Transcript of Episode 8: One Breath at a Time – Tips for Mindful Living
Announcer: Welcome to Living with Lyme, the podcast where we educate, advocate, and collaborate about Lyme disease, hear from experts as they share reliable information, about how to live with Lyme disease, and now, here’s your host, nurse practitioner, Cindy Kennedy.
Cindy Kennedy: Hello everyone out there. This is your host Cindy Kennedy. You’re listening to Living with Lyme, and I’m having a cup of tea today with Kate Forest. She is the creator and owner of Self Care Moments. She teaches self-care and mindful living. She’s also the creator of Self Care Yoga. She’s written curriculum for kindergarten through 12 for both teachers and student to improve people’s awareness of self-care and need for mindful living. Welcome, Kate. How’s your tea?
Kate Forest: Thank you, Cindy. My tea is wonderful. Thank you for creating it for me.
Cindy Kennedy: You’re welcome, you’re welcome. Give me some background. Give me some history on you.
Kate Forest: Some history on me. Well, I started practicing yoga and mindfulness about 20 years ago, give or take. Prior to this day of, it was a full day event, probably eight hours of yoga and mindfulness, conscious-
Cindy Kennedy: What is mindfulness? People are going to wonder what is mindfulness? What’s the simplest term of-
Kate Forest: For me, mindfulness is when your body and mind is in the same place at the same time, connected with this one moment of life.
Cindy Kennedy: You’re thinking about it. You’re aware of it.
Kate Forest: I would say you’re aware of it. For me, mindfulness is, I teach what I call the body-mind-breath connection. That day that I practiced these skills for the first time, I had had a history of a lot of anxiety, a lot of underlying anxiety, some depression, some attention issues, and that night after I got home from the workshop, I realized I felt completely different than I was used to feeling. I was focused, I was calm, I was comfortable in my skin, and I knew I had found something that could really help me, something natural, something healthy, and something that could help me to help others.
Cindy Kennedy: When you felt that connection, you savored that moment, you realized it was important for you, you went to bed, and you woke up the next day. What happened? Were you still able to focus, or did you say, “Okay, I’ve gotta practice this.”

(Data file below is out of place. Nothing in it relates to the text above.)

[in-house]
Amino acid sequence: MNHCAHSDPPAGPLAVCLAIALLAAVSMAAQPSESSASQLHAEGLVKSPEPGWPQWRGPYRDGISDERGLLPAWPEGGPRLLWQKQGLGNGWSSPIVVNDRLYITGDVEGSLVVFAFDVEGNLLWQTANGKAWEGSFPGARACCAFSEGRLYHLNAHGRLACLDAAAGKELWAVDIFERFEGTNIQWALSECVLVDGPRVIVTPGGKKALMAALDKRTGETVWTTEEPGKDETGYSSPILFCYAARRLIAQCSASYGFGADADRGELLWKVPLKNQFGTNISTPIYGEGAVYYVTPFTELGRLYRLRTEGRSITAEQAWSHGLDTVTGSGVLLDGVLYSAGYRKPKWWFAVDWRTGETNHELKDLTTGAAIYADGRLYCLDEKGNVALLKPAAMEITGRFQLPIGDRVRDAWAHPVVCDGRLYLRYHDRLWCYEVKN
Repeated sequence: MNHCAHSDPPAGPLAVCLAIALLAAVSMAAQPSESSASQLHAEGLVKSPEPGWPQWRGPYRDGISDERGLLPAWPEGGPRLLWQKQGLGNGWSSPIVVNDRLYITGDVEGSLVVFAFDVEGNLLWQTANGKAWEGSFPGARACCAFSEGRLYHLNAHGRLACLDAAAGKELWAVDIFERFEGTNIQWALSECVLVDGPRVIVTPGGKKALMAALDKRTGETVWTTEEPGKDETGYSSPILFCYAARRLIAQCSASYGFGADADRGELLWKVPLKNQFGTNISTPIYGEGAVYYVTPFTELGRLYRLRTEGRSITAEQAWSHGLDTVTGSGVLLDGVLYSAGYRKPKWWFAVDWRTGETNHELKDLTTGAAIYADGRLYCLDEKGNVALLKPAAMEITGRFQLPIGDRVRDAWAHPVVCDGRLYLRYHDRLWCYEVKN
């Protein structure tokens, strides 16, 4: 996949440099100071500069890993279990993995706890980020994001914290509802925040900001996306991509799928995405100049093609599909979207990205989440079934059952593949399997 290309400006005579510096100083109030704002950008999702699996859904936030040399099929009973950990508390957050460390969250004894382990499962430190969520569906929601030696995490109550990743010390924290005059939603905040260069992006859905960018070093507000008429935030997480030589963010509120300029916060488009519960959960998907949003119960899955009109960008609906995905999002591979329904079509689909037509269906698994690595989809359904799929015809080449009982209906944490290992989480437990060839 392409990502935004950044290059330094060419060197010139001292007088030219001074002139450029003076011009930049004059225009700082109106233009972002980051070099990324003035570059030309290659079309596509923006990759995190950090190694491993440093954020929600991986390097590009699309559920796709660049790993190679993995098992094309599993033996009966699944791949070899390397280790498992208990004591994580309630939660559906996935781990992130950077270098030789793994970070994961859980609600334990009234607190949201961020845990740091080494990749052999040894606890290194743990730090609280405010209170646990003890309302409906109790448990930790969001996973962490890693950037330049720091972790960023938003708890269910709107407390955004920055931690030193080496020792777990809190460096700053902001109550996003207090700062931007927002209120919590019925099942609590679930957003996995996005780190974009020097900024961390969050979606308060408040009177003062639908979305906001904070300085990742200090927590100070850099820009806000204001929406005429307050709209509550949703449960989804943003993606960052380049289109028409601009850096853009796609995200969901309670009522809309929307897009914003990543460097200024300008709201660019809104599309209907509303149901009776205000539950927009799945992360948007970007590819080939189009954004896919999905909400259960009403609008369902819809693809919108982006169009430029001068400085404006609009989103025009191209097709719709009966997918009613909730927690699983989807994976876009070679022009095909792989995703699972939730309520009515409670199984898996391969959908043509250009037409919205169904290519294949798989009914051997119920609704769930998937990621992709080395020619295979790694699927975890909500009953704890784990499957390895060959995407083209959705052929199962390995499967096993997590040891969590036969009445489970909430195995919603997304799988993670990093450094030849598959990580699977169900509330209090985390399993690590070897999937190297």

Kate Forest: I would say the next day, I realized that this was something that could help me to change my life, and that I needed to explore it more, so I sought out a yoga class, and then within six months, I was in my first yoga and mindfulness teacher training course, and then over the next 10 years, I took three other certifications including mindfulness, self-care, conscious communication, chi gong, so many different avenues and exploration so that I could heal myself physically, mentally, emotionally. It was slow, steady, incremental progress. There was definitely shifts, I noticed, immediately, and here it is almost two decades later, and I’m still noticing these shifts and positive changes. The more I practice, the more I grow. The less I practice, the more I notice the anxiety coming back.
Cindy Kennedy: Why is this important? Take into consideration people who are not feeling well, people who have Lyme disease or people who have other chronic illness, and they’re battling this, and they’re … I’m, was always one to say to myself, “I am not going to become my disease. I am not going to have that as a label,” so I was being mindful about that, but it’s difficult because you, oftentimes, have to battle this alone. How is this related? How can people find a benefit from this?
Kate Forest: Well, that’s a huge question, Cindy, because there’s so many different ways to find benefits from this. I would think that for me and for others, the ability to be okay and comfortable in your skin with you are and how you are and not have these huge expectations and demands on yourself.
We live in a society that is go, go, go, go, go all the time, and if you slow down, if you rest, you feel guilty, you feel anxious, you feel like you’re not doing enough and getting enough done. Especially with someone with an illness, that is a perpetual underlying theme for many of us with a chronic illness. A lot of people don’t understand this, like I need to rest. You need to just leave me be for little while and let me rest, and asking the people in your life, “I need a little space right now. It’s time for me to rest,” and go lay down and put your legs up on the couch or crawl under your covers or take a walk, but this worrying so much about what people are going to think about you?
I’m done with that nonsense. I’m done with that. This is my life. If I’m tired, I’m going to rest. If I want to teach, I’ll go teach. If I need to do something for me, this is my time. I need this. Your listeners need this. We all need to practice self-care so that we have more patience, more compassion, more strength, more energy, more focus to deal with all of our other many roles and responsibilities because if we don’t take care of ourself, we’re depleted, we’re exhausted, we’re bitter and resentful oftentimes, and that’s not how any of us want to live.